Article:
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How to invest in a stock market crash

If you are invested in the stock market today, you will have had a rough ride, even investing in the stock market through low-cost passive index funds.

Every time the stock market wobbles, the newspaper headlines, and other media report it as a pending disaster. Playing on people's emotions and making them take action by panicking and fleeing to the safety of cash, but this is probably the worst thing you can do. The business of the media is to sell papers or to get you to click and read their articles, not to help people become good investors.

So, how should you react to a stock market fall…what is the secret method for dealing with a

market crash? Read on...

Market crashes are normal

First, it is important to remember that market crashes are normal. These drops in value are paper losses and only become real losses if you sell.

Market crashes are to be expected and have happened plenty of times before and will happen plenty of times again in the future. History shows the stock market has always recovered, and if it doesn't, then no investment will be safe; there will be more to worry about than your retirement pot - tins of beans and bottles of water will probably be more important at this point!

If you are experiencing your first market drop and are struggling, then it might be worth revisiting your asset allocation at some point in the future and adjusting based on your risk tolerance - but now is not the time to be doing this.

How should you react to a stock market fall?


Once you have created your personal financial plan, and executed it, the best thing you can do is NOT think about it.

Fidelity reviewed the performance of customers from 2003 to 2013 and found the accounts that had made the best gains were owned by customers who were either dead or inactive and had forgotten about their accounts!

The stock market is volatile, the past few years have clearly demonstrated this. Volatility tempts investors to sell in fear, usually when prices are already down, then buy back when prices have already gone up.

Volatility also tempts investors to speculate, effectively becoming short-term gamblers on the stock market. Speculators trade frequently in the hope of timing their buys and sells to coincide with peaks and troughs. However, in reality, buying at lows and selling at highs is easier said than done.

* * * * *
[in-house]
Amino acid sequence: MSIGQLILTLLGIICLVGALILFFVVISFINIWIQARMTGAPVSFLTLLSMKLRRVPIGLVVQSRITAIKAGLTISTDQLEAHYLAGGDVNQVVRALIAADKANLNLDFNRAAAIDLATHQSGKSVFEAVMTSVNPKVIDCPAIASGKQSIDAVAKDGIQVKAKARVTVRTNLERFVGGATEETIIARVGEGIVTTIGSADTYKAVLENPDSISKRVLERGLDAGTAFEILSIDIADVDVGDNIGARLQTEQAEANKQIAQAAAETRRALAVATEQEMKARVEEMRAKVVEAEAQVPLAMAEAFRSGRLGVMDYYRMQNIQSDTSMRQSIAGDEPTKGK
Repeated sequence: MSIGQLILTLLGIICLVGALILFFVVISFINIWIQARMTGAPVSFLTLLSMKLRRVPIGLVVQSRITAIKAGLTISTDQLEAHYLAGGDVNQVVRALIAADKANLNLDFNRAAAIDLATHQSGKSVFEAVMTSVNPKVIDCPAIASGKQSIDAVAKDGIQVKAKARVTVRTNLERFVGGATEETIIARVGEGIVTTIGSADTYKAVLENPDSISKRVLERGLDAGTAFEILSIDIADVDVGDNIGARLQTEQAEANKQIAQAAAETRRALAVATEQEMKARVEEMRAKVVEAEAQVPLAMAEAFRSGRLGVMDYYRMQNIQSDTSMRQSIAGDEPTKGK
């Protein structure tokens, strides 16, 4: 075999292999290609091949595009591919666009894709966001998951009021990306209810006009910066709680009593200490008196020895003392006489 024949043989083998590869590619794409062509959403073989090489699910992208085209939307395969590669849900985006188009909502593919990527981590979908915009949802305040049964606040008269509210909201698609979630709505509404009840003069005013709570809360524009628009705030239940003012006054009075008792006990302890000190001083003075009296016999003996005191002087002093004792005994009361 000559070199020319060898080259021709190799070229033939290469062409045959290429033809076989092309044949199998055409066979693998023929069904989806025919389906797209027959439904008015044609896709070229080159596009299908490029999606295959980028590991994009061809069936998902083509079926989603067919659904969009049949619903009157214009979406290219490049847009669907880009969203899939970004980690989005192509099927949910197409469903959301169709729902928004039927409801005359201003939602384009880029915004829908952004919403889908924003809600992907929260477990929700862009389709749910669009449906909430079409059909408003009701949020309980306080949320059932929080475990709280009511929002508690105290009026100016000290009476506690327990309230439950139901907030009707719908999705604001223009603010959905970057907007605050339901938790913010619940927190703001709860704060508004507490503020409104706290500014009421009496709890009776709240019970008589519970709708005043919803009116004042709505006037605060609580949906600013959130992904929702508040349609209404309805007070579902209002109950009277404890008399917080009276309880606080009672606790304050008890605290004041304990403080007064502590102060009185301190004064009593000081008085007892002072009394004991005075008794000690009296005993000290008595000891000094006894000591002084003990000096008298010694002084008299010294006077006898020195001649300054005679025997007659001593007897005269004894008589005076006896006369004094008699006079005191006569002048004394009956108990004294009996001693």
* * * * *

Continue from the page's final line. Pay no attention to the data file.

Inactive investors, on the other hand, ride out the short-term volatility of the market whilst staying invested. With the stock market historically going up over the long-term, investors who have simply sat tight and held on to their investments have done extremely well.

Peter Lynch, one of the greatest investors of all time (he ran Fidelity's legendary Magellan fund and achieved an astounding 29% annualised return for 13 years) stated:

"Far more money has been lost by investors trying to anticipate stock market corrections than has been lost in all the corrections combined"

One of the worst mistakes you can make is switching in and out of the market hoping to avoid a crash, trying to time the market. Hence the well-known saying:

It’s time in the market, not timing the market

Almost all investing mistakes are made when greed and fear overpower logic and reason.

Market downturns barely register when taking a long-term perspective. None of us know what the future holds, what we do know is that markets move in response to an unfathomable number of ever-changing variables. At the same time, we know that investing in shares and bonds has a strong and lengthy track record of delivering inflation-beating returns in the long run.

This is why 'time in the market' will always be more important and effective for investors than trying to 'time the market'. It is also why investors experiencing losses should stay calm and remind themselves of their long-term goals. Stick to the plan!

A study by Nick Maggiulli from the blog ‘Of dollars and data’ shows that even perfect market timing in a 50 year period only results in being 22% better off at the end of this long period, or 0.4% per year, and this is the result of perfect 100% hindsight!

Stick to the plan

Sticking to your financial plan is the most important part of your plan. Your job as an investor over the long-term is to buy and hold and avoid selling as much as possible. Frankly, the more you tinker, the more stressed you will be. The more stressed you are, the worse your decision-making will be. The more you overthink things, the worse your portfolio will perform. This is why you write down your financial plan so that you can remind yourself what you need to do.

Let’s face it. When the market crashes there are only 3 moves you can make. In order from dumb to magnificent (a reference to The Magnificent 7 Rules), here are the options:

1. PANIC AND SELL: YOU, not the markets, turn a temporary decline into a permanent loss!

2. Do nothing: sit through the temporary decline and stick to the plan.

3. Put more money into your Pension, ISA and LISA; after all, equity is now effectively ‘On Sale’! If you have spare cash, now might be the time to buy more and hold for the long term!


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